High In The Hills
Our planning led to a decision to ditch most of Venezuela in favour of spending more time in Columbia. Travellers who had been to Colombia were raving about how beautiful it was, how friendly the people were and how cheap it was to travel. Perfect. Grabbing a night bus that didn't
You Guys Come Here Often?
Recycled plastic art in Merida
go anywhere near the capital of Caracas, currently one of in the top three deadliest cities in the world, we headed west towards the Colombian border. We didn't quite go all the way through as there was one last thing we wanted to do.
The Andes, the mountain range that runs through all of South America ends here with a 400 kilometre long stretch. Venezuela's highest mountain is here with no prizes for guessing which colonial hero it is named after. Nestled between peaks is a mountain town called Merida with a hot ticket tourist drawcard of the World´s highest and longest cable car system that takes you in four stages from 1577m to a nose bleeding 4765m.
Although long, the bus journey to Merida was beautiful, winding through small colonial era villages and stunning mountain terrain. Despite it taking 3 buses and almost 24 hours of non stop travelling to get there we were excited to be doing what we like to call an "est", i.e a high-est, long-est, deep-est etc. So after finally arriving and crashing for the night we were dumbstruck to discover that the bloody thing was closed!! Well, not just closed, but condemmed.
After an accident that killed two tourists it had closed for 6 years before being repaired and reopened. After running again for a short time an independant safely review basicially said the whole thing is falling apart. The World's highest teleferico was now a teleferiNO. The owner of our hotel said this had had a major impact on tourism as normally thousands of Venezuelans come here to enjoy the ride and escape the heat. Walking around town it was easy to see the impact its closure was having. All the shops and tour agencies that lined the street leading to this rusting hunk were closed or empty and there was a lady sitting in the teleferico ticket office sadly delivering the news to angry tourists. We were told it can not be fixed without replacing most of the cable car stations and all the cables so don't hold your breath and do not go to Merida to ride the cable car!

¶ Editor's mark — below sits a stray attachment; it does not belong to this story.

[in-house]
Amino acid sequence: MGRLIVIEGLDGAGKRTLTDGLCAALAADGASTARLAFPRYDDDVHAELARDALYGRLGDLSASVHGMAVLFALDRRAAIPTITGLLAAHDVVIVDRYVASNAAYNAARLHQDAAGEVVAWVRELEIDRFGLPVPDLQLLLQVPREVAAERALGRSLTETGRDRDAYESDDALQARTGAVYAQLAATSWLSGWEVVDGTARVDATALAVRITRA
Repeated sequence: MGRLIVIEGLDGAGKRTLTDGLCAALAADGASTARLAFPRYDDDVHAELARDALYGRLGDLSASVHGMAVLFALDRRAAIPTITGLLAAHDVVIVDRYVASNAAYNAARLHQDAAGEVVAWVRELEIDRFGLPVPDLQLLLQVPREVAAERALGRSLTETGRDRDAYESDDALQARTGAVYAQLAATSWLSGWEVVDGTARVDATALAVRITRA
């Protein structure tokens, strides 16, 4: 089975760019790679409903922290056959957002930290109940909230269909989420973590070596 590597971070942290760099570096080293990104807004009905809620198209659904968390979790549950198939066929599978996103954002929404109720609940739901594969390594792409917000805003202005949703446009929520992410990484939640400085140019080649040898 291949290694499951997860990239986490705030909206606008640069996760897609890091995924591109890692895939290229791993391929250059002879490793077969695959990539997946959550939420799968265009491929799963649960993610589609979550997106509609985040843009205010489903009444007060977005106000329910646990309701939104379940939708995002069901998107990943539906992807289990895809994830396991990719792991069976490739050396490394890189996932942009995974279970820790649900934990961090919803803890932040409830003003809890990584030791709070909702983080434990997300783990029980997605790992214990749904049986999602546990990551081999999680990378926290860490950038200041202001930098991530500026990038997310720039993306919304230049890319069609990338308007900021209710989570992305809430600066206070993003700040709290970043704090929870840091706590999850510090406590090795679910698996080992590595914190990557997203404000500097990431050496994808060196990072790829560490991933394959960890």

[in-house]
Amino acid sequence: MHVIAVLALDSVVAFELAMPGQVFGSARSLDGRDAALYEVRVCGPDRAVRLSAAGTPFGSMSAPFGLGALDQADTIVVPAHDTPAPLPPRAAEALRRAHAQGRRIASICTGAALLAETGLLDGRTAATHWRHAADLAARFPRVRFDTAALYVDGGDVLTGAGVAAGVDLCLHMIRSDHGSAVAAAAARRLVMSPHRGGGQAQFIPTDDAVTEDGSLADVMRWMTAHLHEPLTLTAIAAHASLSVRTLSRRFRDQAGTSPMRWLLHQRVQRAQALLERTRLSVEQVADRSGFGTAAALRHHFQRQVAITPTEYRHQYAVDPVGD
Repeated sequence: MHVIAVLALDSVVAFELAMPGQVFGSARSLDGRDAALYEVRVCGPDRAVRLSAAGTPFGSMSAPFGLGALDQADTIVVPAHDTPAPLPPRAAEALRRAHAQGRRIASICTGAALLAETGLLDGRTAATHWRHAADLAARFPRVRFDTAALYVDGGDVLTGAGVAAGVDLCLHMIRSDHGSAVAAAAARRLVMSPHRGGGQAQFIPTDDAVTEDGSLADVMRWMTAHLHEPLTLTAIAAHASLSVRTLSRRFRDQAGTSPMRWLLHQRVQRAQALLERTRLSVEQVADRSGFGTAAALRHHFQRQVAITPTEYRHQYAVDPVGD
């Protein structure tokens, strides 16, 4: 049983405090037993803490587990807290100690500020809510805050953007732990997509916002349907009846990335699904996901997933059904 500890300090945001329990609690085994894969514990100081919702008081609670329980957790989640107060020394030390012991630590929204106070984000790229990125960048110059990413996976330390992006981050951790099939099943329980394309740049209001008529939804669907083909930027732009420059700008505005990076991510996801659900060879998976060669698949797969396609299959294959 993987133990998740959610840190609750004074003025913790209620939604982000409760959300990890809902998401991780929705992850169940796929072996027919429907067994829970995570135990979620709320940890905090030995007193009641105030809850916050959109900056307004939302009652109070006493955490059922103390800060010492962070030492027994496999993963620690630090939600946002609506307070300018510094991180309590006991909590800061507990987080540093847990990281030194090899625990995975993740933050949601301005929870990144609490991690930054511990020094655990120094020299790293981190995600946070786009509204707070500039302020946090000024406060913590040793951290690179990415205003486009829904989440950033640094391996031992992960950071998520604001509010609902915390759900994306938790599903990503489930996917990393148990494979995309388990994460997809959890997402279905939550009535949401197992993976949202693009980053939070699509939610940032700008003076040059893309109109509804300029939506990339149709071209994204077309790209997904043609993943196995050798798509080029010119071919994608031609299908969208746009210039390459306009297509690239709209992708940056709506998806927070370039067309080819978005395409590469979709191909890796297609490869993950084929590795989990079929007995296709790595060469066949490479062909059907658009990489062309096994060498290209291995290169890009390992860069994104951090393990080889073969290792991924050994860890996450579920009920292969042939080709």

Do go to Merida though, it is really nice and the town offers a whole range of outdoor treks and activities. You can also walk to the top of the mountain where the cable car
The most ice cream flavours in the World in Merida
ends if you fancy it. We didn't. Instead we hooked up with a Canadian girl called Jenn, caught a bus about 10k out of town to a village that looked nice and then spent the whole day slowly walking and eating our way back to Merida. It was a nice way to spend a day and it led to the discovery of some really cool "Father Christmas" trees. This is not their scientific name but since they have beautiful long beards hanging off them it fits nicely. We finished our walk by coming across a roundabout and then a park full of recycled plastic art that featured giant bees hanging in trees and huge frogs.
As Happy As A Pig In Muck
On our last day we dampened our disappointment on missing out on one 'est' by more than enjoying another one. As well as having the World´s highest non-functioning cable car little old Merida also has an ice cream shop in The Guinness Book Of Records for the largest number of ice-cream flavours. As a HUGE icecream cone fan David burst through the door of Helederia Coromoto like a man escaping from prison. Tracey
had to almost pry his head and fingers off the nice clean glass as he slowly crept along the lovely long counter yelling out different flavours with glee.
In this place there are more than 900 flavours on offer including various fish flavours, meat flavours, fruits, nuts, chololate and all sorts of crazy combinations. We were actually quite conservative in our choosing which afterwards we regretted as when else would we get the chance to combine blue cheese, coca cola and beetroot flavoured ice cream in one big bowl.
The Fellowship Is Complete
So with tired legs and bloated bellies we bade farewell to Venezuela. Accompanied by Jenn who we have decided to travel with for a while, we made it safely down from the mountains and to the border. David had been in two minds whether or not to wash downstairs for a few days just in case he needed to get his tackle out again, but this time we made it across the border with not only our remaining US dollars, but also our dignity intact.
There are more photos below